"The first is finding the genes that key us into some biochemical pathways either in the brain or in the wider body. In terms of anorexia, metabolic processes that might be operating in the gut or other parts of the body are important," he says.

Identifying these gene pathways could allow the team to "repurpose" a drug, which would involve finding a drug that is already on the market.

"Pharmaceutical companies might be able to consider developing drugs that target those pathways specifically as well," he says. 

'It's not a choice' 

Dr Jordan says there was a "huge sense of relief" among those interviewed for the original ANGI study when they heard there was a genetic element to their disorder.

"It was quite validating," she said.

"[They realised] they had been primed before birth to develop this... There was something about their metabolism that put them down that route and made it such a struggle for them to get better."

Dr Jordan points out that those who struggle with an eating disorder are not struggling by choice. She gives the example of people who diet; some are able to lose a certain amount of weight and are satisfied with that goal, whereas others can head down a dangerous road of never-ending weight loss. 

"There's something different about people with that biology which means they fall down that trap, whereas other people's biology pulls themselves back to a normal weight."

'We can't be the ambulance at the bottom of the cliff' 

Right now, the team is working on broadening their research pool, which involves the brave individuals who are willing to share their story. Enter mental health advocate Genevieve Mora.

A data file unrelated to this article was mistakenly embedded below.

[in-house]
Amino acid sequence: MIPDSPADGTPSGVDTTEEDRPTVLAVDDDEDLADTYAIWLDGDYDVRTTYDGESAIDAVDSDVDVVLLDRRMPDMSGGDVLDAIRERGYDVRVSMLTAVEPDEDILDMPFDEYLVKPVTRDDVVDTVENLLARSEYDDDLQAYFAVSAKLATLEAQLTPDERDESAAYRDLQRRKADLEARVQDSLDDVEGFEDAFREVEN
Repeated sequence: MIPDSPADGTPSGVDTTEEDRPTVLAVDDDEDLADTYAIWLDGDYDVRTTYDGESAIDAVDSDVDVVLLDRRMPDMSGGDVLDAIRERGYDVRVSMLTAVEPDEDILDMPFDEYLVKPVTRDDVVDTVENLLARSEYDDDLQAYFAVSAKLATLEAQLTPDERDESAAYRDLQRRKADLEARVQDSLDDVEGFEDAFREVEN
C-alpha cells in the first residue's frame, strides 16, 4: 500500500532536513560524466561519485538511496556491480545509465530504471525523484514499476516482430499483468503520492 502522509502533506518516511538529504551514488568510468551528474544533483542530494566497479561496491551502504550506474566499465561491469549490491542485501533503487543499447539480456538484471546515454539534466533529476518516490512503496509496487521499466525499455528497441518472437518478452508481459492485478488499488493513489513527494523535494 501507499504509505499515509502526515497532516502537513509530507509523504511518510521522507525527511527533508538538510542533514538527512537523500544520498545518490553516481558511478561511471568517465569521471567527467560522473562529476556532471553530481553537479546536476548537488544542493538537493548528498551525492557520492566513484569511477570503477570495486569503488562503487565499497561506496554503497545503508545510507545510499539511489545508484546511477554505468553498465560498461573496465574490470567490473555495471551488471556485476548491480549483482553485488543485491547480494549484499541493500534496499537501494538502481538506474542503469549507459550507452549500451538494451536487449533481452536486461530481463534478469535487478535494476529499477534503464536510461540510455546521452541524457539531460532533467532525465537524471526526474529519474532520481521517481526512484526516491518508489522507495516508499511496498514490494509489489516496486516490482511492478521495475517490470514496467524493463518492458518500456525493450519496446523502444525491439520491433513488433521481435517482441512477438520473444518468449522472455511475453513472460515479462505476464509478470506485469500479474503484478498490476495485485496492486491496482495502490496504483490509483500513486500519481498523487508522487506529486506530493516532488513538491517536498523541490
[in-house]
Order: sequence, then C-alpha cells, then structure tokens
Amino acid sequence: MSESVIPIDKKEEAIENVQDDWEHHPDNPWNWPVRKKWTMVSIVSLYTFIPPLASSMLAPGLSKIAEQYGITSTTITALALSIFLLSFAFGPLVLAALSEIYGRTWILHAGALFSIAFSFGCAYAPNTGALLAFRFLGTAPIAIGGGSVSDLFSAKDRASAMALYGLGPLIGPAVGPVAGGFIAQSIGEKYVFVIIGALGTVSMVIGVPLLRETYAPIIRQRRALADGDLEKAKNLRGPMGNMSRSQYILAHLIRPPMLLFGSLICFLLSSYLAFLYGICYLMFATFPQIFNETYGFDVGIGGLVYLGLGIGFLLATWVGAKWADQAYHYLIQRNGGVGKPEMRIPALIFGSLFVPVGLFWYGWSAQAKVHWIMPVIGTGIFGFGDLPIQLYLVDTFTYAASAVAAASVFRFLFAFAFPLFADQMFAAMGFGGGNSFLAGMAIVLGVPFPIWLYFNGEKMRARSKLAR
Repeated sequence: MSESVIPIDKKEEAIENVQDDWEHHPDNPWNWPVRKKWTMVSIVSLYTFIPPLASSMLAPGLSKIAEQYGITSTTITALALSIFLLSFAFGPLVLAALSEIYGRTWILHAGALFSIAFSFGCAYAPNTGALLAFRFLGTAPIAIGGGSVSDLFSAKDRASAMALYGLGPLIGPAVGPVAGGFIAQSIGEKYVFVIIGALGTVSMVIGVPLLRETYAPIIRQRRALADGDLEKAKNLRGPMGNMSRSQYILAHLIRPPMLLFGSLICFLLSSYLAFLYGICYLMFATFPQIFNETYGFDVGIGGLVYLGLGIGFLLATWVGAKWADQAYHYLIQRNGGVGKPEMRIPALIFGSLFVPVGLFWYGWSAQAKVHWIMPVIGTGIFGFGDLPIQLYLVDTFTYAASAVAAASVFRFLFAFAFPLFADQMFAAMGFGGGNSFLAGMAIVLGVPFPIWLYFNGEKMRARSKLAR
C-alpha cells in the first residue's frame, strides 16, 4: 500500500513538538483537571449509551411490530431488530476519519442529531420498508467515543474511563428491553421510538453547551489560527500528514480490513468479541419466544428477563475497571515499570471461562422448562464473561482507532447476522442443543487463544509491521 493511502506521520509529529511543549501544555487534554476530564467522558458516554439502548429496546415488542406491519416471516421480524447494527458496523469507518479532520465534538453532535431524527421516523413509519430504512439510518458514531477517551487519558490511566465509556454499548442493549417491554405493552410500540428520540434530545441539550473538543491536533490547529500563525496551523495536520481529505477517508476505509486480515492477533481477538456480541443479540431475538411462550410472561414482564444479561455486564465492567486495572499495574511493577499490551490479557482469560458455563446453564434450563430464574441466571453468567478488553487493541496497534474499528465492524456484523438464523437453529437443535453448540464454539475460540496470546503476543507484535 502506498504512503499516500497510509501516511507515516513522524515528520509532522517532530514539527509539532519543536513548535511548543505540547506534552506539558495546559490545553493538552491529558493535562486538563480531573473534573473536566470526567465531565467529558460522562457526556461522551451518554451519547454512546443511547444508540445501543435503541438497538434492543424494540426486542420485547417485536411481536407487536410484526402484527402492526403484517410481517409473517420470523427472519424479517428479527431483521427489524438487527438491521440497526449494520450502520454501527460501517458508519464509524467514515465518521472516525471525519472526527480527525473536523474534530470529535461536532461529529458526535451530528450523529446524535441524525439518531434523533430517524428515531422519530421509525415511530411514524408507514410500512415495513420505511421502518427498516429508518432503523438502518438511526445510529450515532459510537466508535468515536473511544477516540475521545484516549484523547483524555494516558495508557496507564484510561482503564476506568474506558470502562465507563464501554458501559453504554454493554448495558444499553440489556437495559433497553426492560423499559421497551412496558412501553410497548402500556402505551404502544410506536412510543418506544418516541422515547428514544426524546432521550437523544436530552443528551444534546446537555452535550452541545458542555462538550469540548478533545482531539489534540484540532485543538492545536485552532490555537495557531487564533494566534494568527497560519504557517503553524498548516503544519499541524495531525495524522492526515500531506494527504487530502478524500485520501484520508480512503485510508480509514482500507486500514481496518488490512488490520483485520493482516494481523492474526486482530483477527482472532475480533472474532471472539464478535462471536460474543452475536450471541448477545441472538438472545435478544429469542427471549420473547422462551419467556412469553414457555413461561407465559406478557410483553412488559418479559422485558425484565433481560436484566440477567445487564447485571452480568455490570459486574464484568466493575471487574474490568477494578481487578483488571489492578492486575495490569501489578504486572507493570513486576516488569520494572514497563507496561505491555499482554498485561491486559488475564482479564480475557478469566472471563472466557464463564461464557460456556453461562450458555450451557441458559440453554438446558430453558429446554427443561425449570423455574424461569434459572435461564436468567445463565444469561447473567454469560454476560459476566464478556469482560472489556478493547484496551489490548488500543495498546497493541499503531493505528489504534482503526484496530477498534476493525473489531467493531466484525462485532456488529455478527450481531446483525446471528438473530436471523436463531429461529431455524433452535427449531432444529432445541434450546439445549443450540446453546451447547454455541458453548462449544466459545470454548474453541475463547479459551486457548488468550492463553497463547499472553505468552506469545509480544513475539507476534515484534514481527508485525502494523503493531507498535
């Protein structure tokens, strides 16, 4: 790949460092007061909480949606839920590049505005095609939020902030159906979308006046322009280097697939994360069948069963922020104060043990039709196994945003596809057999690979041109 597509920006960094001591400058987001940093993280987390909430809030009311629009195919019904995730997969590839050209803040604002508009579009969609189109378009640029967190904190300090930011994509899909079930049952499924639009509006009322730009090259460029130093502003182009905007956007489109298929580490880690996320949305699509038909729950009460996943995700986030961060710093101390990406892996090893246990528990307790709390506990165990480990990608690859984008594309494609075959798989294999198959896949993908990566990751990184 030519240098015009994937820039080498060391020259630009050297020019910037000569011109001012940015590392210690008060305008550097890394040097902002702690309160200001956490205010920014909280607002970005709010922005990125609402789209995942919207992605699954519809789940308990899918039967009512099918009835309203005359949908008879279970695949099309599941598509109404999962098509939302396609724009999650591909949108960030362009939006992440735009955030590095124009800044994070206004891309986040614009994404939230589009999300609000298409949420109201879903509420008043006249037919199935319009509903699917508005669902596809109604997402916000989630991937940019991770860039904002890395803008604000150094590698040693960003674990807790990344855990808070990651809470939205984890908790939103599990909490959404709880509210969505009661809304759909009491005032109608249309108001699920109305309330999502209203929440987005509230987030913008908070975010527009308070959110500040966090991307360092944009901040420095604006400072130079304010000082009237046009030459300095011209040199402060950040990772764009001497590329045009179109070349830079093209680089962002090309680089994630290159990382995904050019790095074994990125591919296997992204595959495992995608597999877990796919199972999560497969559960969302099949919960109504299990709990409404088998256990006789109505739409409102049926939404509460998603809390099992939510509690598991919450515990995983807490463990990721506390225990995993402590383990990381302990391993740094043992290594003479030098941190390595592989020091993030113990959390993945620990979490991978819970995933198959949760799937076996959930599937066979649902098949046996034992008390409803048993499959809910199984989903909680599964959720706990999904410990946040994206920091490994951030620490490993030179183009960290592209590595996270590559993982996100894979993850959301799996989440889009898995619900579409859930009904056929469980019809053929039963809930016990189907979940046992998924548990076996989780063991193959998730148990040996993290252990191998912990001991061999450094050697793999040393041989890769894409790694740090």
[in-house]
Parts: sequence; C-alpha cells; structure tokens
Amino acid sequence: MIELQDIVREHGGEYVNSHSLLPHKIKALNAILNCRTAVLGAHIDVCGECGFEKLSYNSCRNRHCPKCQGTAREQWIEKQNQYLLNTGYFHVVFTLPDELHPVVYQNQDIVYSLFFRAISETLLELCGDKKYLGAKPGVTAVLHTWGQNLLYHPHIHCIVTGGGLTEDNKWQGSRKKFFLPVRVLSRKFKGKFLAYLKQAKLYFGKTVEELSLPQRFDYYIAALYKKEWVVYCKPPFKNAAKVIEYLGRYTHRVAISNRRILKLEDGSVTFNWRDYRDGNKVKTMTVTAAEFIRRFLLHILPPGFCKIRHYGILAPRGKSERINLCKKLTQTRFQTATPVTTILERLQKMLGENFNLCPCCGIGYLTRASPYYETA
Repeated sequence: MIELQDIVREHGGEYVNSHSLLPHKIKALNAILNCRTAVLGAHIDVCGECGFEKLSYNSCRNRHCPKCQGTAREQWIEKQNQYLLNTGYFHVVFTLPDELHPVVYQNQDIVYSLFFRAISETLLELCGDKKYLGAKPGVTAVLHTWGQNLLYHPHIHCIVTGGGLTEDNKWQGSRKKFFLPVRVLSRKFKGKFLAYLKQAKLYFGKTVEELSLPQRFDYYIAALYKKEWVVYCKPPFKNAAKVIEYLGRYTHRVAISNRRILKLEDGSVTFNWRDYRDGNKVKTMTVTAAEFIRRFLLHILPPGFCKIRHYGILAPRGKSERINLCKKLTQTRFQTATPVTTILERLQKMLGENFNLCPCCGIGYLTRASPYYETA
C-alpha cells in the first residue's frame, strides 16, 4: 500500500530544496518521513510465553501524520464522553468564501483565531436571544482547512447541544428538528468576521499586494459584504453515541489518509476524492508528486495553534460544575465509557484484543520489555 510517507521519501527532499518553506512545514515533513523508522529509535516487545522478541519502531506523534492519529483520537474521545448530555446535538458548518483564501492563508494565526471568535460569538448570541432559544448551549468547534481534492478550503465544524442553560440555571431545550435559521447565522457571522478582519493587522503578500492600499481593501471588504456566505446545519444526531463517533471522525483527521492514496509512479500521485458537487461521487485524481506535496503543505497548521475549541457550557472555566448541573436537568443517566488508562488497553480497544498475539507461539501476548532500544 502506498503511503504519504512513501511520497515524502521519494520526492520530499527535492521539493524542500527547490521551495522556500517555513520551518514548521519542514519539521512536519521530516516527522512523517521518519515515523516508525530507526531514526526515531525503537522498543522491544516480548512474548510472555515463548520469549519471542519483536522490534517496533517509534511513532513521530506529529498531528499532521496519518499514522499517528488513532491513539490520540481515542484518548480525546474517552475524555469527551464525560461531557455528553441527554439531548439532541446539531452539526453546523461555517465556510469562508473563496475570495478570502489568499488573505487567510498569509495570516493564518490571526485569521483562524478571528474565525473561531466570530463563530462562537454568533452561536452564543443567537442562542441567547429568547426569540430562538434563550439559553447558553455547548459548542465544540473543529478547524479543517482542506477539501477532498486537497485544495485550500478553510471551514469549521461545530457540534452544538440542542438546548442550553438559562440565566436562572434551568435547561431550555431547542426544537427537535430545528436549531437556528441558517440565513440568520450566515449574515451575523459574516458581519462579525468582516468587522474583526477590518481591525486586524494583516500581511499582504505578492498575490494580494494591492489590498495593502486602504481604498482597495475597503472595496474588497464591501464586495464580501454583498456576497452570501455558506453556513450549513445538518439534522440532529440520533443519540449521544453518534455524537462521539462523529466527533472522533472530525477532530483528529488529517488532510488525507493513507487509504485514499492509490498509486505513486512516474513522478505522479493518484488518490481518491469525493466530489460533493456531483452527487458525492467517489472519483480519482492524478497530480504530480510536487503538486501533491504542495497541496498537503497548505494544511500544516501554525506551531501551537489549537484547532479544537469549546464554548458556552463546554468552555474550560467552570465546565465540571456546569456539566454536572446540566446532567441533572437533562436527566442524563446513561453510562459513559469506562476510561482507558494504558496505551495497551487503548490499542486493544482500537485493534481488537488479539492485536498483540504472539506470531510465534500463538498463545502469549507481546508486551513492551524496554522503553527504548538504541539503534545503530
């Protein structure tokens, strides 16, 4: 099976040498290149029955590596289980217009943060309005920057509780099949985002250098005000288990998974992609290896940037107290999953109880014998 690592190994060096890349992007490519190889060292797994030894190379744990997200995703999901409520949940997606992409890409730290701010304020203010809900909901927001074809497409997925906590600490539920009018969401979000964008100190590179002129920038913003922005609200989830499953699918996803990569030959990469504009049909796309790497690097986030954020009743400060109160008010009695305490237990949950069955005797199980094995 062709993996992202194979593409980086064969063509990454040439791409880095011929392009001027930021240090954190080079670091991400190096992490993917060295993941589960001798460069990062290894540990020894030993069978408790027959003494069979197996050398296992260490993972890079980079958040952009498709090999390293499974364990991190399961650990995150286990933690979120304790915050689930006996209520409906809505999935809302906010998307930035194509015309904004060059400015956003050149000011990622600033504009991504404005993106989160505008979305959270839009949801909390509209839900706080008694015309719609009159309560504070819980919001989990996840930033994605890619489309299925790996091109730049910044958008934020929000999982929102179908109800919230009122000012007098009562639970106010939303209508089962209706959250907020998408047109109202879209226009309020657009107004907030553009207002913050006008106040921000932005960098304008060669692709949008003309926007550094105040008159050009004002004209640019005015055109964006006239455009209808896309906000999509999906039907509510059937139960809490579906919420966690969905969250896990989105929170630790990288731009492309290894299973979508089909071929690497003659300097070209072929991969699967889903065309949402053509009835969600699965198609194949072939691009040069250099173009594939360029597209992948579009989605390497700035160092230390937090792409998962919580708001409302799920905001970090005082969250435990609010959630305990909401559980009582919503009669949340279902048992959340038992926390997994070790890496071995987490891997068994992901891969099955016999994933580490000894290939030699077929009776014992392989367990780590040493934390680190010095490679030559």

Mora says when she first heard about EDGI, she had to be a part of it. 

"I think any research and anything that's going to help with better treatment options is something I'm really keen to be involved in," she says. 

Mora battled with obsessive-compulsive disorder and anorexia nervosa from a very young age, resulting in multiple hospital admissions and years of private treatment. 

"I'm in a very lucky position where my parents could afford to get me private care," she explains.

"When I was discharged from hospital, I started seeing a psychologist and a dietician quite intensely in the private system, which I know is a luxury for me."

Mora is the co-founder of charity Voices of Hope, where she works to support those dealing with a number of mental health issues, including eating disorders. 

She says it's "heartbreaking" that people with eating disorders can't always access treatment services easily due to a lack of training, resources and funding. 

"I think it's a big step to ask for help. And when you're turned away from that, it does affect you," she says.

"What I hope will be achieved in the study is that by finding out what genes are involved in eating disorders, better care options and treatment options will be available."

Mora hopes the identification of genes will help with early intervention and prevention efforts.

"I think that's a really, really important thing - not being the ambulance at the bottom of the cliff, but getting in there early."

If you, a family member or friend would like to be involved in the EDGI study, visit their website to find out more.